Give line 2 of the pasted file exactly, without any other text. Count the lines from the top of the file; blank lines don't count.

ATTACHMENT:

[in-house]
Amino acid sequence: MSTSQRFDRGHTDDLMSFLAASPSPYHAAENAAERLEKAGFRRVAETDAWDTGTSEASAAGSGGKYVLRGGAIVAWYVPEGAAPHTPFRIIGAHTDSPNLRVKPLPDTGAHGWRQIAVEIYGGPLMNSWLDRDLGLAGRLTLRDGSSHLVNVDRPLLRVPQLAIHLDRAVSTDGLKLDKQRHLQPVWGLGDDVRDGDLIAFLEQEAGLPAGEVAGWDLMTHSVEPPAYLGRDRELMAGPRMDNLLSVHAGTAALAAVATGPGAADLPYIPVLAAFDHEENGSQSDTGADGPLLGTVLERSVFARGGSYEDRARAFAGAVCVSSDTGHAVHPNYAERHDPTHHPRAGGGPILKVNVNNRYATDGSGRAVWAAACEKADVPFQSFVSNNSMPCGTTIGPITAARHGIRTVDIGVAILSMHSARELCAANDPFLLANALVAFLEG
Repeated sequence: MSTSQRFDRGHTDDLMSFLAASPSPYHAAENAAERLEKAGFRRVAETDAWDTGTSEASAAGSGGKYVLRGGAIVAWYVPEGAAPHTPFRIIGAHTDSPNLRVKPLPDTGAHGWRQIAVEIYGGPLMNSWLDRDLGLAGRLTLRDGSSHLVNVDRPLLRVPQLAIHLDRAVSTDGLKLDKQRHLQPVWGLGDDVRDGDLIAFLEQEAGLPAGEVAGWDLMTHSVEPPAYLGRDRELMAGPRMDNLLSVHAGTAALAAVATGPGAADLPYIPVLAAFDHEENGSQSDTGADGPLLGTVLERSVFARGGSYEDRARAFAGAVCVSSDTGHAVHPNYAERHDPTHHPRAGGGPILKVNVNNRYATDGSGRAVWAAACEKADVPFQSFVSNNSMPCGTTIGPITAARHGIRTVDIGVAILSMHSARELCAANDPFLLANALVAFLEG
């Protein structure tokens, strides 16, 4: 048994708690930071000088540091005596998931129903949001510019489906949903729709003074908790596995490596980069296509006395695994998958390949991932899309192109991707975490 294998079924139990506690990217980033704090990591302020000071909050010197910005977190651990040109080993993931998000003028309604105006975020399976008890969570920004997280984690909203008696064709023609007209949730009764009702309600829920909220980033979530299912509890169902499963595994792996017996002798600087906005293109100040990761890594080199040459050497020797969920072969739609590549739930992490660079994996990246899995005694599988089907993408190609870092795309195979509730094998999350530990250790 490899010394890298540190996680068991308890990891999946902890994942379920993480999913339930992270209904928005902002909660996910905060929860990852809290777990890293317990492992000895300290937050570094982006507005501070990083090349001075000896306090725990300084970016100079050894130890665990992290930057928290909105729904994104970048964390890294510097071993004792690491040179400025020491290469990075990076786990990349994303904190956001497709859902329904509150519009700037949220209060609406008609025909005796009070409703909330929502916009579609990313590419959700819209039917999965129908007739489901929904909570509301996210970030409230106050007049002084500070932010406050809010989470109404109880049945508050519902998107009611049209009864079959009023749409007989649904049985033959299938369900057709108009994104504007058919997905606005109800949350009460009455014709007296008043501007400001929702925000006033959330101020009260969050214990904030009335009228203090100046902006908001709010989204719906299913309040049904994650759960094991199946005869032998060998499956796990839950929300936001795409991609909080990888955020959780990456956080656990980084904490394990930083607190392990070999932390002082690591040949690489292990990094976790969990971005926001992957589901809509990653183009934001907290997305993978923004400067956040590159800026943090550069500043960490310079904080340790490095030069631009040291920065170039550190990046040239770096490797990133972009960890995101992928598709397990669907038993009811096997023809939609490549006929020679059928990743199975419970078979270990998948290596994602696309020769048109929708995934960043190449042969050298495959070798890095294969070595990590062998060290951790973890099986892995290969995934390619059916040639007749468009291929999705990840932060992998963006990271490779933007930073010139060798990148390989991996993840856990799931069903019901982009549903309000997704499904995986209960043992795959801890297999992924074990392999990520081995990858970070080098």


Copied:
Amino acid sequence: MSTSQRFDRGHTDDLMSFLAASPSPYHAAENAAERLEKAGFRRVAETDAWDTGTSEASAAGSGGKYVLRGGAIVAWYVPEGAAPHTPFRIIGAHTDSPNLRVKPLPDTGAHGWRQIAVEIYGGPLMNSWLDRDLGLAGRLTLRDGSSHLVNVDRPLLRVPQLAIHLDRAVSTDGLKLDKQRHLQPVWGLGDDVRDGDLIAFLEQEAGLPAGEVAGWDLMTHSVEPPAYLGRDRELMAGPRMDNLLSVHAGTAALAAVATGPGAADLPYIPVLAAFDHEENGSQSDTGADGPLLGTVLERSVFARGGSYEDRARAFAGAVCVSSDTGHAVHPNYAERHDPTHHPRAGGGPILKVNVNNRYATDGSGRAVWAAACEKADVPFQSFVSNNSMPCGTTIGPITAARHGIRTVDIGVAILSMHSARELCAANDPFLLANALVAFLEG